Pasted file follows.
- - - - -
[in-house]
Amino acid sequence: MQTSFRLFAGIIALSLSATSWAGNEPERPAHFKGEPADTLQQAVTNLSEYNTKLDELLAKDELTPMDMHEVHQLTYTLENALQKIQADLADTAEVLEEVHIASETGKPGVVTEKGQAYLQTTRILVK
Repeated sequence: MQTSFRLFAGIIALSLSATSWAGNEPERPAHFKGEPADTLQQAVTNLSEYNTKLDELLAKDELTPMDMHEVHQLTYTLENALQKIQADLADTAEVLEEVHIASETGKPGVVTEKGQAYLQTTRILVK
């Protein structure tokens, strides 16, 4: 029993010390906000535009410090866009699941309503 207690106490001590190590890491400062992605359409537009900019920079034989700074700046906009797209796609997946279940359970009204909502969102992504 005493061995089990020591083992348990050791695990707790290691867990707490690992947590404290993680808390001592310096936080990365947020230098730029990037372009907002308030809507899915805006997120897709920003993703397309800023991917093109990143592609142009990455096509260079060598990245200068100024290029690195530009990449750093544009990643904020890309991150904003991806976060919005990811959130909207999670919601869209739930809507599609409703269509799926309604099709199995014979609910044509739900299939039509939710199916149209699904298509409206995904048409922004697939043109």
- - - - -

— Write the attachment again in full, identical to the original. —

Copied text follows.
[in-house]
Amino acid sequence: MQTSFRLFAGIIALSLSATSWAGNEPERPAHFKGEPADTLQQAVTNLSEYNTKLDELLAKDELTPMDMHEVHQLTYTLENALQKIQADLADTAEVLEEVHIASETGKPGVVTEKGQAYLQTTRILVK
Repeated sequence: MQTSFRLFAGIIALSLSATSWAGNEPERPAHFKGEPADTLQQAVTNLSEYNTKLDELLAKDELTPMDMHEVHQLTYTLENALQKIQADLADTAEVLEEVHIASETGKPGVVTEKGQAYLQTTRILVK
């Protein structure tokens, strides 16, 4: 029993010390906000535009410090866009699941309503 207690106490001590190590890491400062992605359409537009900019920079034989700074700046906009797209796609997946279940359970009204909502969102992504 005493061995089990020591083992348990050791695990707790290691867990707490690992947590404290993680808390001592310096936080990365947020230098730029990037372009907002308030809507899915805006997120897709920003993703397309800023991917093109990143592609142009990455096509260079060598990245200068100024290029690195530009990449750093544009990643904020890309991150904003991806976060919005990811959130909207999670919601869209739930809507599609409703269509799926309604099709199995014979609910044509739900299939039509939710199916149209699904298509409206995904048409922004697939043109």